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Within hours of taking over the Lenin shipyard in Gdansk in August 1980, an action that opened the way for the collapse of communism, Polish workers decorated the gate with a large photograph of Pope John Paul II. The portrait was both symbol and talisman -- a rejection of the godless ideology of Marxism and protection from the fury of the communist regime.

Karol Wojtyla helped inspire a workers' rebellion in his native Poland that became a model for anti-communist upheavals in Eastern Europe. Historians and participants alike credit the pope with playing a key role in making the revolution possible and keeping it peaceful.

The workers who occupied the shipyard, making a mockery of the communist boast of a "workers' state," identified the pope and the Catholic church with a decades-long struggle against a totalitarian system imposed by the Soviet Union.

When their leader, Lech Walesa, ended the strike by signing an agreement with the authorities to establish the first free trade unions in a communist country, he used a huge souvenir pen from the papal visit, emblazoned with a portrait of pope. A portrait of Poland's most revered religious symbol, the Black Madonna of Czestochowa, adorned his lapel.

As Walesa later recalled, dissidents and free trade union activists accounted for a minuscule percentage of Poland's 35 million people in October 1978, when Wojtyla was elected pope. "A year after the visit, I had 10 million supporters," Walesa marveled, a "miracle of multiplication" that he compared to the New Testament story of the bread and the fishes.

Some 20 million Poles turned out to greet the pope during his nine-day homecoming. It was an extraordinary demonstration of the depth of feeling against the one-party dictatorship that exercised almost total control over parliament, the trade unions, the judiciary and the media.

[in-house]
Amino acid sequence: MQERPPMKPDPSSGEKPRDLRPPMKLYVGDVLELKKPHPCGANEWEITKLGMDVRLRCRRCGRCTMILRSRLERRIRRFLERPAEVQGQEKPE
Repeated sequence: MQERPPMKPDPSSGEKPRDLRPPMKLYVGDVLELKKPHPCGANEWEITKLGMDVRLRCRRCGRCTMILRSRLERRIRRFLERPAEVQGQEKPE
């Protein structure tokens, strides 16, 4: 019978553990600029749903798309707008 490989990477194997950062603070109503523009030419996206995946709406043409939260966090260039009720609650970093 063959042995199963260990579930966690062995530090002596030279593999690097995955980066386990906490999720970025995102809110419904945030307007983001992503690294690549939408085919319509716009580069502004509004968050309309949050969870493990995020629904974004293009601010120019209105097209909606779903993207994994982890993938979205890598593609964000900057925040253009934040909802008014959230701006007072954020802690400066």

"The regime's sense of invincibility was suddenly shattered," said Zbigniew Brzezinski, the Polish-born official who served at the time as national security adviser to President Jimmy Carter. "After that visit, nothing was the same again."

The pope's election and subsequent visit to Poland gave Poles "a tremendous sense of being together," said Janusz Onyszkiewicz, a leader of the Solidarity trade union created by the 1980 Gdansk agreement.

Some historians credit the pope with initiating the extraordinary sequence of events that culminated a decade later in the fall of the Berlin Wall, the overthrow of communist governments from Warsaw to Prague to Bucharest, and the disintegration of the Soviet Union. They draw a direct connection between the election of a Polish pontiff and the decision by Soviet leader Mikhail Gorbachev to permit the Soviet bloc to fall apart peacefully.

"Without the pope, there probably would have been no peaceful end of communism as we saw it in 1989," said Timothy Garton Ash, an Oxford University historian who witnessed many of the revolutions that swept through Eastern Europe. "Without the pope, there would have been no Solidarity movement; without Solidarity, there would have been no Gorbachev; without Gorbachev, there would have been no 1989. The pope was crucial at every stage."

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